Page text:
As a growing number of U.S. cities make commitments to reach 100 percent renewable electricity, how are cities making plans to achieve these goals? In our third episode of Voices of 100%, a multi-part series of Local Energy Rules, San Diego’s Chief Sustainability Officer Cody Hooven joins John Farrell to discuss how the city is making progress toward its ambitious goal to shift to 100 percent renewable energy.… Read More
Zero Waste San Diego calls our attention to the effort in San Diego, CA to adjust the City Ordinance that prohibits the city from charging for residential waste collection services.The law thus “precludes the creation of the industry standard ‘pay as you throw’ financial incentives for recycling and waste reduction’. A waste-based fee “would free up millions of dollars of general fund revenues.” … Read More
More than 50 U.S. Cities have made commitments to reach 100 percent renewable electricity, but how do communities build the political will to adopt such goals, and how do they plan to meet them? John Farrell interviews Nicole Capretz of the Climate Action Campaign to learn how San Diego’s community choice program will move them toward 100 percent renewable electricity.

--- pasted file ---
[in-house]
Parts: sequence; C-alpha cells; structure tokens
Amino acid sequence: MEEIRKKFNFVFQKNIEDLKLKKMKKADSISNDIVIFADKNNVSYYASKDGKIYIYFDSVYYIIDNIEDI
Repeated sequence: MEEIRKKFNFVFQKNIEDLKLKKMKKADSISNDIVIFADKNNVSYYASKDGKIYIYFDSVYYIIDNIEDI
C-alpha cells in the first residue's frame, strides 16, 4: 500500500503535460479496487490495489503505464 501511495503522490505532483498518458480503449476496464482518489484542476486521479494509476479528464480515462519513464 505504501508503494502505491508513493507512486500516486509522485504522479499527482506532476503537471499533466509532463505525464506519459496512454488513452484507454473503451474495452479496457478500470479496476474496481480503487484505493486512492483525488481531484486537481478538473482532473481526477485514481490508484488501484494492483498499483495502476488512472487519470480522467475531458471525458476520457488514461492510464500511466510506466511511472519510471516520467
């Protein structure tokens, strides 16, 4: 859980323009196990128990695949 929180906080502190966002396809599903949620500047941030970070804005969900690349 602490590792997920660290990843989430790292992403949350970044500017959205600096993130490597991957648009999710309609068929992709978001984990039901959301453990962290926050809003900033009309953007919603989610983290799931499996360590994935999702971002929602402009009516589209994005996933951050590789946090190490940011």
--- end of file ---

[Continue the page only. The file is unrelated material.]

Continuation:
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On September 27th, Brenda Platt presented “Composting to Build Local Equity” at the San Diego Food System Alliance’s Food Waste Summit 2 in San Diego. Brenda outlined the benefits of composting and the importance of a distributed infrastructure in order … Read More
Late last year, San Diego set a landmark goal that made it the largest U.S. city to target a 100% renewable electricity mix over the next two decades. But as the pact’s first anniversary approaches, big questions loom over how … Read More
This week in Democratic Energy: California utilities attempt to reduce residential solar, much to solar company ire. Solar energy amendment fight heading to Florida Supreme Court. Inefficient Ohio utility seeks to save money on coal power by passing the cost … Read More
The San Diego City Council voted 5-3 to prohibit supercenters — stores that are larger then 90,000 square feet and devote more than 10 percent of their floor area to groceries. The measure will prevent Wal-Mart and Target from opening large supercenters in the city. Wal-Mart supercenters average 187,000 square feet in size.… Read More